Annual influenza immunisation is recommended to provide protection from the predominant circulating influenza strains. The vaccine should be given before the influenza season in New Zealand.
The World Health Organization monitors influenza illness throughout the year and makes recommendations on which four influenza types are likely to cause the most illness in the northern and in the southern hemisphere during their respective influenza seasons. Vaccine ingredients are specific to the brand of influenza vaccine they are associated with and may vary to year. Specific information on ingredients in the vaccines use each season can be found in the individual Medsafe vaccine datasheets.
Influenza immunisation is recommended and offered free to:
Those not eligible for a free influenza immunisation can purchase one through their family doctor or a vaccinating pharmacy.
Some employers fund influenza vaccinations for their employees.
*Adults aged 18 years or older must also be eligible to receive publicly funded health and disability services in New Zealand to receive funded influenza vaccination.
Responses associated with Afluria Quad Junior and Afluria Quad:
Responses associated with Fluad Quad in older adults:
Brands: Afluria Quad Junior, Afluria Quad, Fluad Quad, FluQuadri
The four quadrivalent influenza vaccines for 2022 are:
Afluria Quad Junior
Detailed health professional information and resources about the 2022 Influenza Immunisation Programme for health professionals are available on the Influenza information for health professionals website, www.influenza.org.nz.
Information about influenza immunisation in 2022 for people who are not health professionals can be found on the Manatū Haora website pages here.
The influenza vaccine is recommended for:
The following conditions are excluded from funding:
*Eligible for funded influenza vaccine.
≠Recommendations for influenza vaccine for children vary between countries. The Advisory Committee on Immunization Practices within the Centres for Disease Control and Prevention in the U.S. recommends annual vaccination for all children aged 6 months to 18 years. Influenza infection rates are generally higher in children. The greatest benefits are seen in vaccinating children at high risk of influenza or its complications. However, healthy children are the major cause of the spread of influenza in the community and vaccination of this population can substantially reduce the spread of influenza and related costs. The Ministry of Health in New Zealand offers free influenza vaccination to children from six months of age who have certain chronic medical conditions.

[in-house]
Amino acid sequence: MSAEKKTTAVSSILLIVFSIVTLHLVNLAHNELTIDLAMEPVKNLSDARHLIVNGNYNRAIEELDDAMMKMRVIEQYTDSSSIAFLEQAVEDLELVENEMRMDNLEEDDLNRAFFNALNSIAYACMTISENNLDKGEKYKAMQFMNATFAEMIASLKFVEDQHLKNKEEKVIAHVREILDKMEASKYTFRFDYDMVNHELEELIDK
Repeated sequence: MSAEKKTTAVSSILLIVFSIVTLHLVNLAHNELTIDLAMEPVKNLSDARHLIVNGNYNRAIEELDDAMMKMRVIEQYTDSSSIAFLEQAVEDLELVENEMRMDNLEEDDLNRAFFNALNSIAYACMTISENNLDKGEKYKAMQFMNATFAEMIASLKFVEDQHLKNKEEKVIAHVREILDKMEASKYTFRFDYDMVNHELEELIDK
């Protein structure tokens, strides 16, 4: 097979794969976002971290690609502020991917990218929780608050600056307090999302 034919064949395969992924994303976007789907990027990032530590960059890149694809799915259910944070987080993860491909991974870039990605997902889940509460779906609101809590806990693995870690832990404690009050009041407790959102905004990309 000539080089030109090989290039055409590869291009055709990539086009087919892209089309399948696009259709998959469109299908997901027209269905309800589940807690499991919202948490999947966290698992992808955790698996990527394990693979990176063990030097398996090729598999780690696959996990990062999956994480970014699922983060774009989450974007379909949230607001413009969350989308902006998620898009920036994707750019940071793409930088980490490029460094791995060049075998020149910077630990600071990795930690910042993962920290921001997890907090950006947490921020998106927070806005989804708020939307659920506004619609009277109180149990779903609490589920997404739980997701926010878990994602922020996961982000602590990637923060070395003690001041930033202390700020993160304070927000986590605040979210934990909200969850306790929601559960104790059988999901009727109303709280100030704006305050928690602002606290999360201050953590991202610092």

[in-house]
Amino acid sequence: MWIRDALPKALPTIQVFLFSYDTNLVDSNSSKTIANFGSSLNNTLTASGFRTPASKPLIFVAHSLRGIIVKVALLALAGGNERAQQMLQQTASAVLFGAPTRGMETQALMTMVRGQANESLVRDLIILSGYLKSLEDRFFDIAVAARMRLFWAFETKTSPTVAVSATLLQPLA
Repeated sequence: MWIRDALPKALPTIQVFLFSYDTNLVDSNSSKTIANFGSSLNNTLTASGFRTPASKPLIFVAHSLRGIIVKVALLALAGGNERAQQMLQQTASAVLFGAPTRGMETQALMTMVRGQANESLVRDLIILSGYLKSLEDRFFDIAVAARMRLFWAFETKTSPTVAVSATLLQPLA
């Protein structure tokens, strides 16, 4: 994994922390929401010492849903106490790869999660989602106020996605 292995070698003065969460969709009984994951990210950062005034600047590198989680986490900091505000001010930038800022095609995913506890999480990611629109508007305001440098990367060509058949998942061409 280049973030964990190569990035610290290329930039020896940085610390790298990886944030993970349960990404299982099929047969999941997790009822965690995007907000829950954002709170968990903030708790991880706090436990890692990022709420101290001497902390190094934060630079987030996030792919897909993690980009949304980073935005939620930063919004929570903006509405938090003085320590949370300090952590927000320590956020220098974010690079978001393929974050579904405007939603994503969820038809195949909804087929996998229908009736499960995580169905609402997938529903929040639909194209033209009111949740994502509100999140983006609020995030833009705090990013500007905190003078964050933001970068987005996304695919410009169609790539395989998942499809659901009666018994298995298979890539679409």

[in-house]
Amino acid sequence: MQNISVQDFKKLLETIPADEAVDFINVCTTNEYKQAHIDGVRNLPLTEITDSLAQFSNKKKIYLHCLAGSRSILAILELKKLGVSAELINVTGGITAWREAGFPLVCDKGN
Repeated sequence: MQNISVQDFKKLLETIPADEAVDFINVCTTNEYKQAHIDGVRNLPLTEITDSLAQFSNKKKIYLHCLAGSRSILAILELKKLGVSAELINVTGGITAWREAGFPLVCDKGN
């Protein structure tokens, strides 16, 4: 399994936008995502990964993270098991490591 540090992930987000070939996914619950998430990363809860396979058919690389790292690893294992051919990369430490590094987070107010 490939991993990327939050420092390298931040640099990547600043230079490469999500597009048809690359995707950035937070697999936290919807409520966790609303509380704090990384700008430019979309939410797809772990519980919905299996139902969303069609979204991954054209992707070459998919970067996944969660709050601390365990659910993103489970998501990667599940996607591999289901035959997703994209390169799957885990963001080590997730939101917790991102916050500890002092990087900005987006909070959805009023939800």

†The seasonal influenza vaccine is strongly recommended for women who will be pregnant or are pregnant during the influenza season. In 2009 pregnant and post-partum women in Australian and New Zealand were seven times more likely to be admitted to intensive care with 2009 H1N1 influenza than non-pregnant women of child bearing age. This risk increased to 20 times more likely from 20 weeks gestation. Studies have demonstrated that when the influenza vaccine is given to a woman in the late stages of pregnancy the incidence of laboratory confirmed influenza is reduced during the first 6 months of life and hospital admissions for laboratory confirmed influenza are significantly reduced.
* Two doses separated by at least 4 weeks if an influenza vaccine is being administered for the first time.
The 20-minute waiting period continues to be the best option when the waiting area is adequate and safe. Adolescents aged 13 years or older and adults receiving any other vaccination, and all children aged under 13 years need to remain under observation for the 20-minutes post-vaccination.
If the risk of exposure to infectious disease in a crowded waiting room is higher than the low risk of anaphylactic events, for those receiving only an influenza vaccination the observation period can be reduced to 5 minutes if those people meet ALL of the following criteria:
The influenza vaccine can be given at the same time or immediately before or after Comirnaty 10mcg or 30mcg vaccines.
The Nuvaxovid (Novavax) adjuvanted COVID-19 vaccine and Fluad Quad vaccine are recommended to be spaced at 3 or more days between doses.
Those who are pregnant are recommended to have the influenza vaccine and Comirnaty 30 mcg vaccine at any stage of pregnancy. They can be given at the same time or separately.
The influenza vaccine can be administered concurrently with non-COVID-19 vaccines, including the herpes zoster (shingles) vaccine, pneumococcal vaccines and Tdap, and the National Immunisation Schedule vaccines. Separate syringes and different injection sites should be used.
The Fluad Quad and the Shingrix vaccines are recommended to be spaced at 3 or more days between doses.
Store as per the cold chain, between +2°C to +8°C. Protect from light. The expiry date of the vaccine is the last day of the month in the year indicated on the packaging.
For all vaccines, similar to most medications, an extremely rare allergic reaction called ‘anaphylaxis’ can occur. Anaphylaxis after immunisation occurs about 1–3 times in every one million vaccine doses. All vaccinators will have training and equipment to deal with this situation in the unlikely event of it occurring. No other serious responses to the vaccine have been identified.